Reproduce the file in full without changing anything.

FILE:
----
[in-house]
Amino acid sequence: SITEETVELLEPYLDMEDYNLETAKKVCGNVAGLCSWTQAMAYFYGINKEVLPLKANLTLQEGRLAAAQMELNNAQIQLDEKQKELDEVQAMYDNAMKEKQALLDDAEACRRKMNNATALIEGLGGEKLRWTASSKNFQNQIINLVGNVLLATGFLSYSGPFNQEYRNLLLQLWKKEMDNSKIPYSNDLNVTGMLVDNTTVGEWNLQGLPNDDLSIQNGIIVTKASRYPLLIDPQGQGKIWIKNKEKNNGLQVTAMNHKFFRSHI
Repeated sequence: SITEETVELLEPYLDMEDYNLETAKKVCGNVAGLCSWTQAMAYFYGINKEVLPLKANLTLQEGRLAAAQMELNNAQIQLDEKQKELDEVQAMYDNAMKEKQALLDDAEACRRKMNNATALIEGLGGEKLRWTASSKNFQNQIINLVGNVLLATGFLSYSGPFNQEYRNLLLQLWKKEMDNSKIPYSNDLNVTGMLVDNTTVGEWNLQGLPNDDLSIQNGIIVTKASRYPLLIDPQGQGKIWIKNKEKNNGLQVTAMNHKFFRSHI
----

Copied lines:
[in-house]
Amino acid sequence: SITEETVELLEPYLDMEDYNLETAKKVCGNVAGLCSWTQAMAYFYGINKEVLPLKANLTLQEGRLAAAQMELNNAQIQLDEKQKELDEVQAMYDNAMKEKQALLDDAEACRRKMNNATALIEGLGGEKLRWTASSKNFQNQIINLVGNVLLATGFLSYSGPFNQEYRNLLLQLWKKEMDNSKIPYSNDLNVTGMLVDNTTVGEWNLQGLPNDDLSIQNGIIVTKASRYPLLIDPQGQGKIWIKNKEKNNGLQVTAMNHKFFRSHI
Repeated sequence: SITEETVELLEPYLDMEDYNLETAKKVCGNVAGLCSWTQAMAYFYGINKEVLPLKANLTLQEGRLAAAQMELNNAQIQLDEKQKELDEVQAMYDNAMKEKQALLDDAEACRRKMNNATALIEGLGGEKLRWTASSKNFQNQIINLVGNVLLATGFLSYSGPFNQEYRNLLLQLWKKEMDNSKIPYSNDLNVTGMLVDNTTVGEWNLQGLPNDDLSIQNGIIVTKASRYPLLIDPQGQGKIWIKNKEKNNGLQVTAMNHKFFRSHI